Among all his remarkable leadership qualities, one thing about Steve Jobs’ management style has always resonated with me most: he had a rare ability to drive people on his team to accomplish things beyond their perceived capabilities.
Jobs’ methods weren’t always the most supportive or constructive, but the people who worked for him often claim to have done the best work of their careers under his leadership.
One of the essential responsibilities of a leader is to set the bar of expectations and create accountability in their organization. I’ve seen three common approaches to this over the years, which are best illustrated with an analogy of three leaders and a high jump bar.
The first leader sets a high bar, jumps over it, then watches as everyone else struggles to clear the same height. The leader is trying to lead by example and is frustrated that everyone else can’t make it over as easily as they did. However, the goals and objectives seem so out of reach that many team members give up on them.
The second leader senses their team members are struggling with the bar and wants to eliminate that pressure. They lower the bar so that everyone can make it over comfortably, ensuring few failures. Everyone on this team temporarily feels better about themselves for having cleared the low hurdle, but the performance of the organization stagnates over time.
Comparing these cases, the organization with incredibly high expectations is likely going to outperform the one with comparatively low ones. Even though the former group will experience a higher rate of failure, they are likely to accomplish more as a whole than the latter team, who simply lowered the standard.
However, there is a third approach.
The third leader sets the bar even higher than the first leader. However, instead of jumping over themselves and waiting for the team to join them, they instead stay with their team, coach them, support them, and offer each member a boost in the attempt to get everyone over the bar.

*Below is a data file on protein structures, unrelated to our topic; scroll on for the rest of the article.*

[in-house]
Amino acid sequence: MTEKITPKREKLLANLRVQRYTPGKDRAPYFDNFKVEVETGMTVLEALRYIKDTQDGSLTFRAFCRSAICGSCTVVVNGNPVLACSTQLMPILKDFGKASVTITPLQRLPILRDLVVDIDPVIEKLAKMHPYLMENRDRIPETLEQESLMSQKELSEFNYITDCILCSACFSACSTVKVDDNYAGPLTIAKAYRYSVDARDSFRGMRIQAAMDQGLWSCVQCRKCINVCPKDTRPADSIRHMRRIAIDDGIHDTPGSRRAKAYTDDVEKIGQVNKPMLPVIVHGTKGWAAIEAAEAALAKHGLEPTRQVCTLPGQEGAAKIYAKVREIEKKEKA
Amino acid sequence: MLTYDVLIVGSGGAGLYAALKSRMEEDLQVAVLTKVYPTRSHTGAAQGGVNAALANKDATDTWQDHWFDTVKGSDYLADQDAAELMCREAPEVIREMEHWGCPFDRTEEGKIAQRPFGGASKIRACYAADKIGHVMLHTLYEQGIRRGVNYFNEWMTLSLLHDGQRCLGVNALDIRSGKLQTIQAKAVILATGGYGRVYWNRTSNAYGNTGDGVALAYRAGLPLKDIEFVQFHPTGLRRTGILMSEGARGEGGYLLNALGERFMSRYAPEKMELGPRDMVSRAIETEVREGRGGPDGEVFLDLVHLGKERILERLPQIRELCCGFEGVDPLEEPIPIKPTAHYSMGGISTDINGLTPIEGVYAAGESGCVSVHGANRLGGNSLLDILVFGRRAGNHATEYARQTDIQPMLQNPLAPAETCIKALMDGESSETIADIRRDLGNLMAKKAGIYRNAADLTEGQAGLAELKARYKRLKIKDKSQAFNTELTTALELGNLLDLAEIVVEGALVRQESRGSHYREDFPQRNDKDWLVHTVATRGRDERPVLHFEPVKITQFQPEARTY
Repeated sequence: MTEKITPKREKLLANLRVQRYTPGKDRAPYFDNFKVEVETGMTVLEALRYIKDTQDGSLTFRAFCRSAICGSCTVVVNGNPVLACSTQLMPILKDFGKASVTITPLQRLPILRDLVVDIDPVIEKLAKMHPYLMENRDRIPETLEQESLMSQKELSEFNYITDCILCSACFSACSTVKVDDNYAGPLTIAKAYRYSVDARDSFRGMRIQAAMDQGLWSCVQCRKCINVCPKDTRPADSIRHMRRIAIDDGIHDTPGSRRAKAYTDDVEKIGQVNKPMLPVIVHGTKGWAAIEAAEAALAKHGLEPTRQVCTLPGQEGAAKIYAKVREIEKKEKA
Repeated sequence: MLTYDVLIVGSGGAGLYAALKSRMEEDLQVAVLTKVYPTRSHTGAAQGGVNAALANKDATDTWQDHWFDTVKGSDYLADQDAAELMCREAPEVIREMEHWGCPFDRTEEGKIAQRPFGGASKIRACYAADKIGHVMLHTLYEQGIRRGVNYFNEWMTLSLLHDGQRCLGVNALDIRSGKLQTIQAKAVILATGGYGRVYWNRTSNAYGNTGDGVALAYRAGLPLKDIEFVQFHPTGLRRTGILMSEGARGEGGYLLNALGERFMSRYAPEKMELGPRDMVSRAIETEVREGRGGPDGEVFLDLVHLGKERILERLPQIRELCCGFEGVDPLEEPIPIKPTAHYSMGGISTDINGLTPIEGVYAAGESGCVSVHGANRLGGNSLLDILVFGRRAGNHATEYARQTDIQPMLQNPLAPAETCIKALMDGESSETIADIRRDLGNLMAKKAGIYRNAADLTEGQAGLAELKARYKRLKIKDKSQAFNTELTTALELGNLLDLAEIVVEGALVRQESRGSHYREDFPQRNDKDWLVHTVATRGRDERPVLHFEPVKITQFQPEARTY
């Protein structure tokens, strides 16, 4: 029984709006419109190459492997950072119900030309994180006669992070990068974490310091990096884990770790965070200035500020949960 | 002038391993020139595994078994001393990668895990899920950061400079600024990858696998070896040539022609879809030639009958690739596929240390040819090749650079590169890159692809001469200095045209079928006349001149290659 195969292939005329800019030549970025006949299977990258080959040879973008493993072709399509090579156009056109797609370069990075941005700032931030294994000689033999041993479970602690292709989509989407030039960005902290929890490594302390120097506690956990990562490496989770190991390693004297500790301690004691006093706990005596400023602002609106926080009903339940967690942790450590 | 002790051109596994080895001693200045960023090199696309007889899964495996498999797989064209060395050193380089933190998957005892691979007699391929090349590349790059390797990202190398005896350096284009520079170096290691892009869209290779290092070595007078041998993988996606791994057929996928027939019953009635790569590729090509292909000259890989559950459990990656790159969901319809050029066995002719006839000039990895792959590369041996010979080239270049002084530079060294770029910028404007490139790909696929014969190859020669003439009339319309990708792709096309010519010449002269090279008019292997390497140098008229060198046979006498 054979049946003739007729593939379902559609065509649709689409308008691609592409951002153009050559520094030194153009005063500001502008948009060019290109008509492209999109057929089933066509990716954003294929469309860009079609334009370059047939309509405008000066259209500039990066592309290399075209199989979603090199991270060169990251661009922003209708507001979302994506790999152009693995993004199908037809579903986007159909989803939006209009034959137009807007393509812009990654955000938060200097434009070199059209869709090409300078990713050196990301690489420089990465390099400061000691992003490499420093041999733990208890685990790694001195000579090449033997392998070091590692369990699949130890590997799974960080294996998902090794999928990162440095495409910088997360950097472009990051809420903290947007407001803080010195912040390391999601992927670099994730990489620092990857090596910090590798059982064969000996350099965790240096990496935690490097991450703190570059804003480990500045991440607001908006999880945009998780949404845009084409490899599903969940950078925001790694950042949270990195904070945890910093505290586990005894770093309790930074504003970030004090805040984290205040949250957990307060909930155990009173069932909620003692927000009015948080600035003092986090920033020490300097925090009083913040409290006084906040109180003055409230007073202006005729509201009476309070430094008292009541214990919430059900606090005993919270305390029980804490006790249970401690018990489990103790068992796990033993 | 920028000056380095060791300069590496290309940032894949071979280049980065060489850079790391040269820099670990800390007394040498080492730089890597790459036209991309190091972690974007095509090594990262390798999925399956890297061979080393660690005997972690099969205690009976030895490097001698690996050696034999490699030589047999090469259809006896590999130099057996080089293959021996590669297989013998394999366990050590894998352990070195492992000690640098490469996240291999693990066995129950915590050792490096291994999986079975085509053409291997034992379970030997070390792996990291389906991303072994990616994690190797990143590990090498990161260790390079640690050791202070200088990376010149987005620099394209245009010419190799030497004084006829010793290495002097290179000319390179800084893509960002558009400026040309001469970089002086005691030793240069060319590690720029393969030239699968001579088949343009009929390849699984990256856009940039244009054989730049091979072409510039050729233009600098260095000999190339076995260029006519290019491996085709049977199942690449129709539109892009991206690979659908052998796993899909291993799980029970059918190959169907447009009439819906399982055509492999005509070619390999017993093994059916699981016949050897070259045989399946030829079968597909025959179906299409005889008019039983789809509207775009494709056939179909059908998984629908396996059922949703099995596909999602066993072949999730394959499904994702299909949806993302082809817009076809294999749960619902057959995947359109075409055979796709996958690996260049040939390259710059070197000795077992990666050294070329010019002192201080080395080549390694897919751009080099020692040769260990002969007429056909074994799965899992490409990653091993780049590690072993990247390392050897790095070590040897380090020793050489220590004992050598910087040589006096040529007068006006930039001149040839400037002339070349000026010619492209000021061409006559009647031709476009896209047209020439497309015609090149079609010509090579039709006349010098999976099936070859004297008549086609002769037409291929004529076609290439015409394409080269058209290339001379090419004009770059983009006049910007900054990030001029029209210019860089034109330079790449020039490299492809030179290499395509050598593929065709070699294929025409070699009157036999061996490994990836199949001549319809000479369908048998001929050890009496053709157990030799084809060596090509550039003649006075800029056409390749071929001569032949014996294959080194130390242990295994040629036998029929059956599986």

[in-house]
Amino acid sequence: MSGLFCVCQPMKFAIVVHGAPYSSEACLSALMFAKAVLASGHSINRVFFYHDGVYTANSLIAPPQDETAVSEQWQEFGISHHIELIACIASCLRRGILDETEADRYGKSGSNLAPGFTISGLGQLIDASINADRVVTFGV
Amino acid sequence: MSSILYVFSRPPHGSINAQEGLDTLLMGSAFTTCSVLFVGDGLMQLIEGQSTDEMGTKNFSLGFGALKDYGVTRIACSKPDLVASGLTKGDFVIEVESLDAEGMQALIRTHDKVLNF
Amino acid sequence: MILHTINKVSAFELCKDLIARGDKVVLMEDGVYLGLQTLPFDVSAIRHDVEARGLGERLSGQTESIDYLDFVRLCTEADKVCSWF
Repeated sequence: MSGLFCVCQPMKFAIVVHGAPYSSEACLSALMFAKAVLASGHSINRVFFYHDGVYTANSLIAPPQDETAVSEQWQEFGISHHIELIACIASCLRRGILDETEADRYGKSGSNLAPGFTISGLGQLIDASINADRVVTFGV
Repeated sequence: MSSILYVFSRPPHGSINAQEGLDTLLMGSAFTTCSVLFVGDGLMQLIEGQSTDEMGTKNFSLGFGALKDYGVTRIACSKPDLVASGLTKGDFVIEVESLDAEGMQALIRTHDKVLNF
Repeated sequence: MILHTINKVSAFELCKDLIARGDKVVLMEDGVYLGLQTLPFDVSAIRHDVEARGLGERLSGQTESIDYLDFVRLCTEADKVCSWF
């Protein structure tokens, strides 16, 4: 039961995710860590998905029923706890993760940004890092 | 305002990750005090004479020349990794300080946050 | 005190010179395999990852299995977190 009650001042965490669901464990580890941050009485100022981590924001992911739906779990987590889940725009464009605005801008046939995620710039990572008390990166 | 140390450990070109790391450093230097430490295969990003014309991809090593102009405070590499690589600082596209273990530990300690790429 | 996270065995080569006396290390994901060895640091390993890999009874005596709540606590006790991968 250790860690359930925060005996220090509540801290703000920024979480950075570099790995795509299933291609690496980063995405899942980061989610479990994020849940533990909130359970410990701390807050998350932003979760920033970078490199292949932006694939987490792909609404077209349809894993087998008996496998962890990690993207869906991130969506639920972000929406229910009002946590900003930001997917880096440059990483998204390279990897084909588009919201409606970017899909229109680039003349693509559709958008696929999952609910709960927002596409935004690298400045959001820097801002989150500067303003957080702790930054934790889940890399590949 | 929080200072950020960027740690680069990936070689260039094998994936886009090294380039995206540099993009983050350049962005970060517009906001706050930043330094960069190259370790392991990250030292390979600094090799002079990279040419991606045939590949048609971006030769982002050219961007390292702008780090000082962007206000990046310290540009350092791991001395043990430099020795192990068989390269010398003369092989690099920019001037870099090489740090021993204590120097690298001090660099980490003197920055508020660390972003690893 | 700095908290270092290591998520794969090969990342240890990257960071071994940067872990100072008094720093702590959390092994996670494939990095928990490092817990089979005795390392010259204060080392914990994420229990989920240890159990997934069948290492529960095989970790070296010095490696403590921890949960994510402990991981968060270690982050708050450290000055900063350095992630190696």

This leader knows not everyone will clear the bar; when that happens, they are supportive, but aren’t willing to lower the height temporarily. They know that lowering the standard will only hurt the overall performance of the team.
One thing I have seen with emerging leaders across many aspects of business, family and life is a temptation to lower expectations at the first sign of struggle. Too many of us settle for being the second leader because it is more comfortable, when we should want to be the third.
Keep the bar high, but double down on your support and coaching to help your team members reach the goal. In many cases, it’s better to hit 90 percent of a lofty goal than 100 percent of an easy one. The only way to improve is to stretch beyond what is comfortable; just barely missing a 10-foot bar is a bigger accomplishment than clearing at five-foot one.
Don’t be afraid to have great expectations, as long as you are committed to helping others pursue them. Deep down, people want to improve, they want accountability, and they want to be held to a high standard. They also want to know you are on their side.
One of the greatest feelings is accomplishing something we once considered impossible. When we lower the bar, we deprive others of experiencing that feeling.
Where do you need to raise the bar for the people you lead? How can you coach them to clear that standard?
Quote of The Week
“Treat a man as he is and he will remain as he is. Treat a man as he can and should be and he will become as he can and should be.”
– Stephen R. Covey